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This chapter first focuses on the ethics of animal models and then discusses the formal requirements general to any experimental model and the specific requirements for models of hydrocephalus. It also discusses the recent and current research areas in experimental hydrocephalus. Ethical standards for experimental studies involving animals are legally set by laws and regulations. Animal models resemble human disease by conditions which are genetically determined, naturally acquired, or induced by the investigator. Shunted animal models provide a unique potential for insight into questions concerning the destructive effects of hydrocephalus on the brain and its development, as it is rarely possible to obtain brain tissue from humans with hydrocephalus. Most of the hydrocephalus animal models are neonatal or juvenile animals and the majority of research is thus directed at congenital or pediatric hydrocephalus.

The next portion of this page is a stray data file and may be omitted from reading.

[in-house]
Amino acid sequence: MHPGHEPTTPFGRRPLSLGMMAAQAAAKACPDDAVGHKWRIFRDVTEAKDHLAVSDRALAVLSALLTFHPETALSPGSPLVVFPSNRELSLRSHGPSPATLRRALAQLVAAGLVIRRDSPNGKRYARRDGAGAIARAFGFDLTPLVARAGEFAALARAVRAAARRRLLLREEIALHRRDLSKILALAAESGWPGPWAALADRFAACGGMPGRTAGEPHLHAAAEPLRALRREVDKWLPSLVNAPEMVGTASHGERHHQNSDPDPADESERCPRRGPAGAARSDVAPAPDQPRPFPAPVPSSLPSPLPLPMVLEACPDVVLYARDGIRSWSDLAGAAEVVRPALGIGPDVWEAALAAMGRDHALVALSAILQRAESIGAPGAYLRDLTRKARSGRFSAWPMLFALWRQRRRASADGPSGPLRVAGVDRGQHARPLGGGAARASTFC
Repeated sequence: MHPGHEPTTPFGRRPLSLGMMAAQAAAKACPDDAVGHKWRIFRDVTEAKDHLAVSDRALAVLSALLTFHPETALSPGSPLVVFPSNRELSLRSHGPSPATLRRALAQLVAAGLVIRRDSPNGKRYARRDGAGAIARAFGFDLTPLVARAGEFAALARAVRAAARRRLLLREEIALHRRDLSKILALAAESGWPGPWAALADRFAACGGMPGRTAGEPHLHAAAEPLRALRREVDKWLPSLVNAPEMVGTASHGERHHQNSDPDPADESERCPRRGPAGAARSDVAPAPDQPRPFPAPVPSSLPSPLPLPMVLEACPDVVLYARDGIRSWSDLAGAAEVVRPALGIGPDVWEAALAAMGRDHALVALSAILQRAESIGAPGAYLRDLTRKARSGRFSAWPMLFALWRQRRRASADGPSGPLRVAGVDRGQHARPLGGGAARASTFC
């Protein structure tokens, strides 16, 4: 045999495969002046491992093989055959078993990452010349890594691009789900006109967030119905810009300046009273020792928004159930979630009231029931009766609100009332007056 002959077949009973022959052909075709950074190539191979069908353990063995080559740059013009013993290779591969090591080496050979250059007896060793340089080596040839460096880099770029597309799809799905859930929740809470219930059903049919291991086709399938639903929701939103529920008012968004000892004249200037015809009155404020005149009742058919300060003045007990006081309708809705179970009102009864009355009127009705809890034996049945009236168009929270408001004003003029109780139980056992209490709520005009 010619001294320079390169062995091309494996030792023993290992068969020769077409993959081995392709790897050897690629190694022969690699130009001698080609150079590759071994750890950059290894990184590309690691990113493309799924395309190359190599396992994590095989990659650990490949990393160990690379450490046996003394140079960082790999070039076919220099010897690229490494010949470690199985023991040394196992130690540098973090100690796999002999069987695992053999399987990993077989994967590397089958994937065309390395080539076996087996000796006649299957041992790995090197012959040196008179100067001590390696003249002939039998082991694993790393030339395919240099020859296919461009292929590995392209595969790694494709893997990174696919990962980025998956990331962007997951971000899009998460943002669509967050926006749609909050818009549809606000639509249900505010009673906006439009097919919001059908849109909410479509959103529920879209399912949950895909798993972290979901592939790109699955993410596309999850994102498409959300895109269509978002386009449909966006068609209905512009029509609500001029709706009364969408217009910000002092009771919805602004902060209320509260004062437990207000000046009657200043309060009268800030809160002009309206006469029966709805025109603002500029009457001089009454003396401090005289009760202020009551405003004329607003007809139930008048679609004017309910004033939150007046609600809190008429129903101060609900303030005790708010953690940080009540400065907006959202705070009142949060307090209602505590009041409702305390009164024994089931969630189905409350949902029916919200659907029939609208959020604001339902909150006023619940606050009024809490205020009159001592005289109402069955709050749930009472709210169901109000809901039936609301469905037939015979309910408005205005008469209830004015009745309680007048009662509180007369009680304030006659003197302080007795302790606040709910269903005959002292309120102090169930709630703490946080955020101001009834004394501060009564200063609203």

The recently updated Japanese guidelines draw attention to a specific MRI pattern of disproportionately enlarged subarachnoid space hydrocephalus (DESH), believed to be pathognomonic of idiopathic normal pressure hydrocephalus (iNPH). This chapter discusses why establishing the diagnosis of NPH remains a challenge fifty years after its classic description. The original diagnosis of NPH relied upon the presence of mild dementia, gait, and urinary difficulties (Hakim's triad) seen in association with ventriculomegaly on pneumo-encephalogram. More sensitive cognitive evaluation of iNPH patients requires specific tests for the assessment of subcortical frontal lobe deficits such as the Rey Auditory Verbal Learning Test, Stroop test, Grooved Pegboard, Trail Making A and B Test, and digit span test. This diagnostic test provides information about cerebrospinal fluid (CSF) dynamics and predicts outcome. It consists in either removal of CSF accompanied by pre and post functional evaluation, or an infusion (bolus or continuous) test.